Tuesday, April 17, 2007
Yesterday was nuts. We set out to meet someone in Poughkeepsie that was buying our old car. The thing we did not keep in mind was that we were setting out, the day after a nor'easter into the Hudson Valley. Why do we never think of these things? (can anyone else hear my mom sighing? or is that just me?)
Anyway, we were side-tracked and rerouted and managed to stretch a two hour trip into a four hour trip. We got to Poughkeepsie just before the DMV closed. So we were able to complete the transaction, sell the little cutie and be on our way.
The lesson I should have learned: use the overwhelming amount of information, here at my fingertips, to figure out road conditions before setting out on the day after a crazy storm.
The lesson I did learn: Barnes and Noble is a beautiful place.
As a New Yorker, I feel like I should not like Barnes and Noble. I should dig the independent book seller. I should avoid all things corportate. But, as a real live person, I love it. Me and B&N: BFF.
After a nutty day driving, eating fast food, avoiding car swallowing puddles, it was a wonderful feeling to walk into a Barnes and Noble. We passed a strip of Evil Box Stores and I spotted an arts and crafts megastore. So, I ran in there while Dave and Andrew went into B&N. When I was done in Michael's, I wandered into the B&N and the feeling of comfort and convience met me at the door. I walked in and realized: Everything was there. What do you want to know? What do you want to learn? It's here. It's pretty. It's easy to find. Way prettier and easier than a library (sorry Brooklyn Public Library, you will always have a special place in my heart-promise).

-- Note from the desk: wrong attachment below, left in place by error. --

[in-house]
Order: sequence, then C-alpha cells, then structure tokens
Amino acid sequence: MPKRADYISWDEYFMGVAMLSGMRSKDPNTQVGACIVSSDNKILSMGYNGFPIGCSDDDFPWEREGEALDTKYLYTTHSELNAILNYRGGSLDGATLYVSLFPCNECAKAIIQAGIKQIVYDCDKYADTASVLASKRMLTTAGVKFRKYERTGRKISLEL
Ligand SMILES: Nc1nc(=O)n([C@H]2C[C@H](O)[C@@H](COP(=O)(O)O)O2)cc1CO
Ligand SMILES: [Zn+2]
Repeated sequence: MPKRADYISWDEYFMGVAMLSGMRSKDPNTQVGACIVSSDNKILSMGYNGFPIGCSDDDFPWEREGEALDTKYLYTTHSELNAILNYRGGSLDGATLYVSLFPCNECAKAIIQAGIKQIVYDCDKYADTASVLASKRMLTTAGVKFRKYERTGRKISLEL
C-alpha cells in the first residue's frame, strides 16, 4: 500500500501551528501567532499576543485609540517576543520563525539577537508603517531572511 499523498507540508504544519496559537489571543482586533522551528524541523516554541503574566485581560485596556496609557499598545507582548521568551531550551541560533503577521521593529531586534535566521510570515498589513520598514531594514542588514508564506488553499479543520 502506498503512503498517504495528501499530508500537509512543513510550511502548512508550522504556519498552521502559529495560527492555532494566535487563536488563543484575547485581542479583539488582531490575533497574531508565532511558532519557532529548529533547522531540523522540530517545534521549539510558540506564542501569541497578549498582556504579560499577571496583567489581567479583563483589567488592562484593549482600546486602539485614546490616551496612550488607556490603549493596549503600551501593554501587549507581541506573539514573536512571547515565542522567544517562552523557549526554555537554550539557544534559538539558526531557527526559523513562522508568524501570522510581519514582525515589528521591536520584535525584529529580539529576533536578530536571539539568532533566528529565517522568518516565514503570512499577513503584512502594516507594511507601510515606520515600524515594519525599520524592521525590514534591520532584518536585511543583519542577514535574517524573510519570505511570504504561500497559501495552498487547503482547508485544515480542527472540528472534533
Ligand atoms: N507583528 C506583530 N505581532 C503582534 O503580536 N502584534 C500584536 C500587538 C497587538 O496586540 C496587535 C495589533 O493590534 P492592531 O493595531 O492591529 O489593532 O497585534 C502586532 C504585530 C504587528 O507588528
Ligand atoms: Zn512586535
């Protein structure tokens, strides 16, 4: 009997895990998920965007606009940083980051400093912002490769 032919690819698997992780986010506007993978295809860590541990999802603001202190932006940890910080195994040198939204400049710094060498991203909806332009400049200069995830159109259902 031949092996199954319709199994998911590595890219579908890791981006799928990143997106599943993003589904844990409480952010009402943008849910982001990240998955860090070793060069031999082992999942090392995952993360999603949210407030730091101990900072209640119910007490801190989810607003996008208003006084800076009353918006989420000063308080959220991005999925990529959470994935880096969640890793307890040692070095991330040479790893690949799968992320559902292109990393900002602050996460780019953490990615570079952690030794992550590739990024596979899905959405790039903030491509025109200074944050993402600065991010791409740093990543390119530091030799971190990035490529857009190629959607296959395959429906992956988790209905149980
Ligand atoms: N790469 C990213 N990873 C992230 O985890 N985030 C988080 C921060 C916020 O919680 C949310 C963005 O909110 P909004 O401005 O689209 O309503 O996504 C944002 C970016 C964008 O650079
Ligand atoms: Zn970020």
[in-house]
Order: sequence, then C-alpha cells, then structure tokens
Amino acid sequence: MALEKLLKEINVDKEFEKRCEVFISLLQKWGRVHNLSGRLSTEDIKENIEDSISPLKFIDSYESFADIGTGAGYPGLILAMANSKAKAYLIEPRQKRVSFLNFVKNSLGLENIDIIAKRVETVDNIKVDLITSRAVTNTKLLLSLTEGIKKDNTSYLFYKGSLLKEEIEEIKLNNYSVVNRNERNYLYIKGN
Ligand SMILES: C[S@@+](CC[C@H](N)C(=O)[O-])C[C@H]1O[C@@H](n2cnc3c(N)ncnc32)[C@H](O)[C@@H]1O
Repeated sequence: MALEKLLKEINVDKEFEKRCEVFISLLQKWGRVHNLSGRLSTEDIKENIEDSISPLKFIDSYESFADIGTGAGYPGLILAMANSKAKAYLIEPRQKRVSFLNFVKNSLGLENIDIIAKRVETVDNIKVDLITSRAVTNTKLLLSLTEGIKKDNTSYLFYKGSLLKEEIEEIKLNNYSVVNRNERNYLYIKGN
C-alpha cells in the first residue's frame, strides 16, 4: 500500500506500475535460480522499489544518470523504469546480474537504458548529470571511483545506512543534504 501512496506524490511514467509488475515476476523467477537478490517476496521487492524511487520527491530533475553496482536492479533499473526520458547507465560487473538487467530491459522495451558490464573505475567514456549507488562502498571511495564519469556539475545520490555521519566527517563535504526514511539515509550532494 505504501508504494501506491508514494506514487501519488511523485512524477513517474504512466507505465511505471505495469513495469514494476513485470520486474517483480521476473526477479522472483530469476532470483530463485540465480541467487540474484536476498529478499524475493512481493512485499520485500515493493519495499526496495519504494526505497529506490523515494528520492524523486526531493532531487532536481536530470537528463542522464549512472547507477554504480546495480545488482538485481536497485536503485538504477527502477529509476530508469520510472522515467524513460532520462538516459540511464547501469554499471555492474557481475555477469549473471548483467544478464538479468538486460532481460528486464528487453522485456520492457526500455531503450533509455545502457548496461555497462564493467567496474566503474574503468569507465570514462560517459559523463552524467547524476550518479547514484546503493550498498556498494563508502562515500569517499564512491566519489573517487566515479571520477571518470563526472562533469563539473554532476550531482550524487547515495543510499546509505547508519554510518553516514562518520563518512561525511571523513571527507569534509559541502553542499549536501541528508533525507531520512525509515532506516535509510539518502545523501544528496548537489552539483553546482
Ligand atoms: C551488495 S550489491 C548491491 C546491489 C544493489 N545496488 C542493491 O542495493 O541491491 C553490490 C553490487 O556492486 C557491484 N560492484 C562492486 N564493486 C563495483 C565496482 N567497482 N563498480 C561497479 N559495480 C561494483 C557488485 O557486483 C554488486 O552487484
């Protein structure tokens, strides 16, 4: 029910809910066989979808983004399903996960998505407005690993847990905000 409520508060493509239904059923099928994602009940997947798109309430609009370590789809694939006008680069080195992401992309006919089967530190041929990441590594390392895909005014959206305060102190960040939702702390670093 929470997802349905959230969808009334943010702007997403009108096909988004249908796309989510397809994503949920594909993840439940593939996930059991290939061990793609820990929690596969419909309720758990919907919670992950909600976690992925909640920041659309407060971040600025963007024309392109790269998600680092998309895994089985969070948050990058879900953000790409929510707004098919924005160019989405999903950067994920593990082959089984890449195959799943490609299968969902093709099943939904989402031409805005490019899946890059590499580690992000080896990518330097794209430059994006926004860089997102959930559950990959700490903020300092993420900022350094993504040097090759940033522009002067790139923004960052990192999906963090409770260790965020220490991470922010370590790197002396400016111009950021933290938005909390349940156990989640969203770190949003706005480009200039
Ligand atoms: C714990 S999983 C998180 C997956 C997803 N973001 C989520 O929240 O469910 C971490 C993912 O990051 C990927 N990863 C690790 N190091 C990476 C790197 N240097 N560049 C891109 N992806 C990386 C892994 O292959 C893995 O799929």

I went upstairs and found Andrew playing quietly with a train table while Dave was sitting nearby reading. This was also amazing to me. One place where Andrew can play and Dave can sit comfortably and read. We barely manage that at home! So I wandered around, soaking it all in. Wondering why this could possibly be bad.
As we left, the ache settled in. The ache to leave the city. The ache to join the rest of America in the suburbs and shop with them, frequently, at places like Barnes and Noble. The ache for convience.
Still a bit dizzy from the whole experience I forget. Why do we hate Barnes and Noble? Can anyone remind me? Or should I watch You've Got Mail again?
Actually, that's not a bad idea.
Meg, meet me on the couch. I'll be there in five.
Posted by Dave at 1:06 PM